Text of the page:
The answer sounds right, if a bit . . . icky.
My advice: never ignore "fundamental laws of finance".
Surely, many are wondering: How could Pay It Forward be so expensive if students would be paying for their own educations, perhaps even more than they do now? The answer is that it costs money to move money through time. Pay It Forward enthusiasts often ignored this fundamental law of finance.
But this California history shows once again that in times of boom, people were too busy to fall into the hole of zero-sum hatreds. Its the old story. Prosperous people or people who take seriously the prospect of prosperity are nicer and more tolerant.
The story ends with the predictable "give us more money." More money has been going to employee pension funding -- and even then there is a reported unfunded pension fund gap. We get the gap, high prices, floods, and questionable service. There is never enough money when there is a politically influential and unionized workforce.
At the margin, the who-owns-U.S.-debt figures seem to be suspect.
Cross-sectional differences in the cost of living very graphically illustrated.
Daron Acemoglu and James Robinson weigh in on Piketty. Abstract:
Thomas Piketty's recent book, Capital in the Twenty First Century, follows in the tradition of the great classical economists, Malthus, Ricardo and Marx, in formulating "general laws" to diagnose and predict the dynamics of inequality. We argue that all of these general laws are unhelpful as a guide to understand the past or predict the future, because they ignore the central role of political and economic institutions in shaping the evolution of technology and the distribution of resources in a society. Using the economic and political histories of South Africa and Sweden, we illustrate not only that the focus on the share of top incomes gives a misleading characterization of the key determinants of societal inequality, but also that inequality dynamics are closely linked to institutional factors and their endogenous evolution, much more than the forces emphasized in Piketty's book, such as the gap between the interest rate and the growth rate.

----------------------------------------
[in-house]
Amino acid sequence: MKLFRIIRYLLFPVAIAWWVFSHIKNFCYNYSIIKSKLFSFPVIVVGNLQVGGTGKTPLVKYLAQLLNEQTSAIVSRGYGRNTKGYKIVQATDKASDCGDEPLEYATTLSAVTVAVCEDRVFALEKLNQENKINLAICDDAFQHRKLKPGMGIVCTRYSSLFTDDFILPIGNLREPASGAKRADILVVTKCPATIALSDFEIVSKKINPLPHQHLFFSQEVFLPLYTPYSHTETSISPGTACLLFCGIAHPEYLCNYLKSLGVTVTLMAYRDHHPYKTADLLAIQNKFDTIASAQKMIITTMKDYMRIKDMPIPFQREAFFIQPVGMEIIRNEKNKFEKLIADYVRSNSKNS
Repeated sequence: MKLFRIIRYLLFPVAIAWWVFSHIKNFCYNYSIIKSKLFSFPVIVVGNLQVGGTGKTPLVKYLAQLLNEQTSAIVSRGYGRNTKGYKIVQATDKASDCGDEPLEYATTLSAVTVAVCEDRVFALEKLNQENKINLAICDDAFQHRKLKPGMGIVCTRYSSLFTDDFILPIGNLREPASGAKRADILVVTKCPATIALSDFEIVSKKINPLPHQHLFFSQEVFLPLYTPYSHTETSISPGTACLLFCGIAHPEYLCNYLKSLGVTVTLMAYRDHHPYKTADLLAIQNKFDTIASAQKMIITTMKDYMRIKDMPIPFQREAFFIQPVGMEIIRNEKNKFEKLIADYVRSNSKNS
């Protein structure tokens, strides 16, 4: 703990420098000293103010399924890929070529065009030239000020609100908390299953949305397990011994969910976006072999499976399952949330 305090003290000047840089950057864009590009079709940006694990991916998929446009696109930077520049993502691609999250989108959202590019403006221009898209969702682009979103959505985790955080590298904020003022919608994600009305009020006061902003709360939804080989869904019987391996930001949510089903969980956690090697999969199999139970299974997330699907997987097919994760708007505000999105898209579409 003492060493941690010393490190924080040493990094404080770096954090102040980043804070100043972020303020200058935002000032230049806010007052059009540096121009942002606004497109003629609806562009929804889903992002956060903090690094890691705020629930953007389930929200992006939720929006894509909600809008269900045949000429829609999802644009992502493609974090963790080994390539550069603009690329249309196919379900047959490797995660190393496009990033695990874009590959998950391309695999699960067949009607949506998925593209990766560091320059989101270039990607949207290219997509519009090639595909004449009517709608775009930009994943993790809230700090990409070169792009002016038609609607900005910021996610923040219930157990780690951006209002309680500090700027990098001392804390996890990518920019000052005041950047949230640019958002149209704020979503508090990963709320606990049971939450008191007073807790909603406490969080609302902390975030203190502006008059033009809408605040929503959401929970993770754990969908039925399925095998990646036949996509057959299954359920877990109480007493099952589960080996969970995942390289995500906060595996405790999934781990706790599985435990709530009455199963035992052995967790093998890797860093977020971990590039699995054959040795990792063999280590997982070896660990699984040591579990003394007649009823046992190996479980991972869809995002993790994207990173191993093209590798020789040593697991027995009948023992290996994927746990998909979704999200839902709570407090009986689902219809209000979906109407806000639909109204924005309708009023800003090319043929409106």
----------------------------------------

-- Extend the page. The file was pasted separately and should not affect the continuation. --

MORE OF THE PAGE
As I've noted before, macro is hard.
Now Loungani, with a colleague, Hites Ahir, has returned to the topic in the wake of the economic crisis. The record of failure remains impressive. There were 77 countries under consideration, and 49 of them were in recession in 2009. Economists – as reflected in the averages published in a report called Consensus Forecasts – had not called a single one of these recessions by April 2008. . . .
More astonishing still, when Loungani extends the deadline for forecasting a recession to September 2008, the consensus remained that not a single economy would fall into recession in 2009.
Many people are tempted to resist this insight, because they hope that we can elect better and more virtuous political leaders. But politicians who prioritize principle over staying in power are not likely to stay in power for long – or even get there in the first place. For that reason, most successful political leaders are people who are willing to sacrifice the public interest when it conflicts with their own interesting in seeking power.